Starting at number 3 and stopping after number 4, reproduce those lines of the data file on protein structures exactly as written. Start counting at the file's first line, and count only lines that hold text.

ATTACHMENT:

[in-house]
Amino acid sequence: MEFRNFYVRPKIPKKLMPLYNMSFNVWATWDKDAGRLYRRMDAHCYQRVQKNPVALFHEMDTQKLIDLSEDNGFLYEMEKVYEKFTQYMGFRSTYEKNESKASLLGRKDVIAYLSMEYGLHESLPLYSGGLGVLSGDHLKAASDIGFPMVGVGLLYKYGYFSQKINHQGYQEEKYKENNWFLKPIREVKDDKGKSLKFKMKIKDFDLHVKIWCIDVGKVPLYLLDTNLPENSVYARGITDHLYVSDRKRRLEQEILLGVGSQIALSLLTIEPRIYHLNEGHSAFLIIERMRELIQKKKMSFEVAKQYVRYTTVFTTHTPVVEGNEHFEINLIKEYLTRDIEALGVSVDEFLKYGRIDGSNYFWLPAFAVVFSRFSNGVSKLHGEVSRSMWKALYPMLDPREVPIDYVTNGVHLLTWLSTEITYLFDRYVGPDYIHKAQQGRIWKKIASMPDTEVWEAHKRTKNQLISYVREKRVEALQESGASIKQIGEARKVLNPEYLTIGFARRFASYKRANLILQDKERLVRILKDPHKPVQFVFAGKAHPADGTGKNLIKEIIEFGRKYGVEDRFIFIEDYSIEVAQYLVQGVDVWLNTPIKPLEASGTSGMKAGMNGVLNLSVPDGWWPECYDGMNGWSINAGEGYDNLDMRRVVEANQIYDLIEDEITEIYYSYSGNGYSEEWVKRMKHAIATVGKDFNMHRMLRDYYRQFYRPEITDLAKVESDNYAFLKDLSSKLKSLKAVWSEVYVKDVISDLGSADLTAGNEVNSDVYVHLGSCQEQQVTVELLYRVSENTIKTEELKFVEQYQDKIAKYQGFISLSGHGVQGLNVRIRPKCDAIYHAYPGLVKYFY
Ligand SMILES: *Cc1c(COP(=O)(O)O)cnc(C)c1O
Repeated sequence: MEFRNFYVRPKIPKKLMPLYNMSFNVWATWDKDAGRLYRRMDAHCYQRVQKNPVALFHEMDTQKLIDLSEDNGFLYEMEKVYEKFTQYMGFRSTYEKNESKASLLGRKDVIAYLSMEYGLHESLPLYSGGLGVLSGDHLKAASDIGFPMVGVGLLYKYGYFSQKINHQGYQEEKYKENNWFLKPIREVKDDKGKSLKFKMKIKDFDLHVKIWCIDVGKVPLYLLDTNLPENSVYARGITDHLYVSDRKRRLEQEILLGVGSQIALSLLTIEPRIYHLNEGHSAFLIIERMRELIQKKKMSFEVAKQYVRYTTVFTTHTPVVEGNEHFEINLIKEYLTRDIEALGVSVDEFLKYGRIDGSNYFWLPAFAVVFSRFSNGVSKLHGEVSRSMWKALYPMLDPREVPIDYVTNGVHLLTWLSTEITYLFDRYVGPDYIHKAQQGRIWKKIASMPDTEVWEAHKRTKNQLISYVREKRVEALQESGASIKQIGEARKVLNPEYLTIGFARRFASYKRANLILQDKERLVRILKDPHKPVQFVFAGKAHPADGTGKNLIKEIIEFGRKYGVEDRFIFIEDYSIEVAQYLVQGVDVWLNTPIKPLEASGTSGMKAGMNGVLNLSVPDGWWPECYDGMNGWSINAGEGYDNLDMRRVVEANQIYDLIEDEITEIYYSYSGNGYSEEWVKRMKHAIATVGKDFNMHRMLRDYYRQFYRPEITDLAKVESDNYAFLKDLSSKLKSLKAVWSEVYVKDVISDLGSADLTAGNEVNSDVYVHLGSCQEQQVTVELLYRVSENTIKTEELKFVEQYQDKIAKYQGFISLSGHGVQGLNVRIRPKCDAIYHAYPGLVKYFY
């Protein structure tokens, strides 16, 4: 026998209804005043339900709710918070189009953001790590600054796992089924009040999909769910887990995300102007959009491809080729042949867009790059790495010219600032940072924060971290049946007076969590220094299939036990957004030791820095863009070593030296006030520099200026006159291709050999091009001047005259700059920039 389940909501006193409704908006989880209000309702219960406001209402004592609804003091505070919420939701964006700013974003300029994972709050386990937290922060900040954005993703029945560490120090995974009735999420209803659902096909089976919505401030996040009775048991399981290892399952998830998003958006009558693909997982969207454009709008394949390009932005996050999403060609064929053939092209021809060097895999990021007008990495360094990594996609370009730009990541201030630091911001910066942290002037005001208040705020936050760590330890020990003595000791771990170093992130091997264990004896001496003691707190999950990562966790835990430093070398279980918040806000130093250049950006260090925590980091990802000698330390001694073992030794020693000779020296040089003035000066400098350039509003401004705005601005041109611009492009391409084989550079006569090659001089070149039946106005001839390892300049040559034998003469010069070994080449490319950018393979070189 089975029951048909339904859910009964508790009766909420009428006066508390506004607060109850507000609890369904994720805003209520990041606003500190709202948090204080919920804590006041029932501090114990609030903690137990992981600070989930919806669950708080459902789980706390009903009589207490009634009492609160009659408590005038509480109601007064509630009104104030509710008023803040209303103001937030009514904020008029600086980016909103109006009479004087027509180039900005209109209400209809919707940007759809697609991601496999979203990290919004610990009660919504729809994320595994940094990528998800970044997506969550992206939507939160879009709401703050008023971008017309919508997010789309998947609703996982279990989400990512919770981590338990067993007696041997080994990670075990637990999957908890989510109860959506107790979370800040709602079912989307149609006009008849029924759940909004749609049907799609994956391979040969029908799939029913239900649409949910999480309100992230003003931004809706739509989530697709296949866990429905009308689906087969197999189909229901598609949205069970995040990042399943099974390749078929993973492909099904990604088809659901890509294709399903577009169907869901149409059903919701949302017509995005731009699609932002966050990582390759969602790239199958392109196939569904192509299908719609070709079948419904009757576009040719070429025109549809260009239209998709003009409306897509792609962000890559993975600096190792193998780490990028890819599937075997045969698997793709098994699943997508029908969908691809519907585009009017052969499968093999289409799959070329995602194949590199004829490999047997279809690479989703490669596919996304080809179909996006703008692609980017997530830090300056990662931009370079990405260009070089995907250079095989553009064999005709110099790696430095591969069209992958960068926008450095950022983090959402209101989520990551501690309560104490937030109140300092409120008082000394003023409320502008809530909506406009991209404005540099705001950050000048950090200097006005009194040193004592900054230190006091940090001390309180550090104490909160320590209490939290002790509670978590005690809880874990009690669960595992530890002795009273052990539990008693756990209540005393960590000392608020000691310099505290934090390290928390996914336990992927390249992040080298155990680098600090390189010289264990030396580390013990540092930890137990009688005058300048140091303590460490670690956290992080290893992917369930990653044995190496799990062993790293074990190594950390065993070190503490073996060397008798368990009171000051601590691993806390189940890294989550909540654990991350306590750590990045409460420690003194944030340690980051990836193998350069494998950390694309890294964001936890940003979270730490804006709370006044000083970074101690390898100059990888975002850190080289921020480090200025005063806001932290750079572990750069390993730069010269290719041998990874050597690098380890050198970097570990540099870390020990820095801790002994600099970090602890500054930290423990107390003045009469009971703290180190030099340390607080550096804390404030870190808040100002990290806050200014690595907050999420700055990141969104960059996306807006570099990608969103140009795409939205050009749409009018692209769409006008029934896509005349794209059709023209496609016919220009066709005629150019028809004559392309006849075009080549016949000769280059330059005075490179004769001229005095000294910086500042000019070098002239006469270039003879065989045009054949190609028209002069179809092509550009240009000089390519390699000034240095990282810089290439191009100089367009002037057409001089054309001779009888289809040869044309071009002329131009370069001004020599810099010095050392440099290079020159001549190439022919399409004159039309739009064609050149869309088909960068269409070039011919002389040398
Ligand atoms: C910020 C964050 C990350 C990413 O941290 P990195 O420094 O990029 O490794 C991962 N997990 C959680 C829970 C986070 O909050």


Ligand SMILES: *Cc1c(COP(=O)(O)O)cnc(C)c1O
Repeated sequence: MEFRNFYVRPKIPKKLMPLYNMSFNVWATWDKDAGRLYRRMDAHCYQRVQKNPVALFHEMDTQKLIDLSEDNGFLYEMEKVYEKFTQYMGFRSTYEKNESKASLLGRKDVIAYLSMEYGLHESLPLYSGGLGVLSGDHLKAASDIGFPMVGVGLLYKYGYFSQKINHQGYQEEKYKENNWFLKPIREVKDDKGKSLKFKMKIKDFDLHVKIWCIDVGKVPLYLLDTNLPENSVYARGITDHLYVSDRKRRLEQEILLGVGSQIALSLLTIEPRIYHLNEGHSAFLIIERMRELIQKKKMSFEVAKQYVRYTTVFTTHTPVVEGNEHFEINLIKEYLTRDIEALGVSVDEFLKYGRIDGSNYFWLPAFAVVFSRFSNGVSKLHGEVSRSMWKALYPMLDPREVPIDYVTNGVHLLTWLSTEITYLFDRYVGPDYIHKAQQGRIWKKIASMPDTEVWEAHKRTKNQLISYVREKRVEALQESGASIKQIGEARKVLNPEYLTIGFARRFASYKRANLILQDKERLVRILKDPHKPVQFVFAGKAHPADGTGKNLIKEIIEFGRKYGVEDRFIFIEDYSIEVAQYLVQGVDVWLNTPIKPLEASGTSGMKAGMNGVLNLSVPDGWWPECYDGMNGWSINAGEGYDNLDMRRVVEANQIYDLIEDEITEIYYSYSGNGYSEEWVKRMKHAIATVGKDFNMHRMLRDYYRQFYRPEITDLAKVESDNYAFLKDLSSKLKSLKAVWSEVYVKDVISDLGSADLTAGNEVNSDVYVHLGSCQEQQVTVELLYRVSENTIKTEELKFVEQYQDKIAKYQGFISLSGHGVQGLNVRIRPKCDAIYHAYPGLVKYFY